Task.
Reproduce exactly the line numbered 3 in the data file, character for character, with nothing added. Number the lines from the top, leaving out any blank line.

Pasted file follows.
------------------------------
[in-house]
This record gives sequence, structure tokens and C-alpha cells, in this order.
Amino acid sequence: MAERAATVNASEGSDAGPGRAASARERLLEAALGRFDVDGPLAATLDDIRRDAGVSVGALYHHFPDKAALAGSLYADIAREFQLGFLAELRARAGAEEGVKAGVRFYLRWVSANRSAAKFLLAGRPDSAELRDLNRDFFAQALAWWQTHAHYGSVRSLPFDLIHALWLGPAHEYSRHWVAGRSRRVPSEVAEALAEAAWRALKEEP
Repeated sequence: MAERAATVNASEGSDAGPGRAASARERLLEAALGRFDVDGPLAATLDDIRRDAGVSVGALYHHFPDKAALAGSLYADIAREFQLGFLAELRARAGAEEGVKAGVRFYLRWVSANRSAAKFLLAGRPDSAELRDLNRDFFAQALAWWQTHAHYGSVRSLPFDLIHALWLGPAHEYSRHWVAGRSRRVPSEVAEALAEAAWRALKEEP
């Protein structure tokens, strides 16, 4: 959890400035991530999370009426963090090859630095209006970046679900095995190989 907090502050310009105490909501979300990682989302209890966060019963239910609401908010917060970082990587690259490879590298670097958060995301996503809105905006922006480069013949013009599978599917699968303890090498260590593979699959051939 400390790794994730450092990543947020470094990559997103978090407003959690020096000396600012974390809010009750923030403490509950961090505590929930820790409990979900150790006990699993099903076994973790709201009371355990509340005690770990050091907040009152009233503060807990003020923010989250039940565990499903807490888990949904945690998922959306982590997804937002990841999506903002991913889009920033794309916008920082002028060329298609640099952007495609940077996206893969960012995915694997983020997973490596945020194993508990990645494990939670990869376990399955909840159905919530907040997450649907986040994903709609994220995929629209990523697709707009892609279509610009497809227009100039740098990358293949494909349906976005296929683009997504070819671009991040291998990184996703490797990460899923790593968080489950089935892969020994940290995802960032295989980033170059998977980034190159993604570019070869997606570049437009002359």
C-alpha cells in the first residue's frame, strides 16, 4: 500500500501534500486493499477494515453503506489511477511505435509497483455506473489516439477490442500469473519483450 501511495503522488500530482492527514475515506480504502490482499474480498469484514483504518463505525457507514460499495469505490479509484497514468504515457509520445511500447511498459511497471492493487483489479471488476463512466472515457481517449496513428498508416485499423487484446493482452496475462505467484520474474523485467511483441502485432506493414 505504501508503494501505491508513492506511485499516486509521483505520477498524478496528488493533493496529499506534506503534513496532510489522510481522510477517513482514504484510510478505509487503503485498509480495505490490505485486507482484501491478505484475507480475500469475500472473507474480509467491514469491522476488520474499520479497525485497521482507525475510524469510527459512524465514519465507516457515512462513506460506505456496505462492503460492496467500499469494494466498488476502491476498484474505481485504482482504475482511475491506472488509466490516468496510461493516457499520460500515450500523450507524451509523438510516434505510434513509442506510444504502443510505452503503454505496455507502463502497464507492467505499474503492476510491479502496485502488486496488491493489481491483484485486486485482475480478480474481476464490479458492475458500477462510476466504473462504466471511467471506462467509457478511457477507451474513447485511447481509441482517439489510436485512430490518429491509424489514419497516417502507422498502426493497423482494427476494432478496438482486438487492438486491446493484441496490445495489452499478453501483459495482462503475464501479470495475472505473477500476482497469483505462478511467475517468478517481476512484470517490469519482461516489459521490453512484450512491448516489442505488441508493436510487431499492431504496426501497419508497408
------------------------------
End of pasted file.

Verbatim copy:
Amino acid sequence: MAERAATVNASEGSDAGPGRAASARERLLEAALGRFDVDGPLAATLDDIRRDAGVSVGALYHHFPDKAALAGSLYADIAREFQLGFLAELRARAGAEEGVKAGVRFYLRWVSANRSAAKFLLAGRPDSAELRDLNRDFFAQALAWWQTHAHYGSVRSLPFDLIHALWLGPAHEYSRHWVAGRSRRVPSEVAEALAEAAWRALKEEP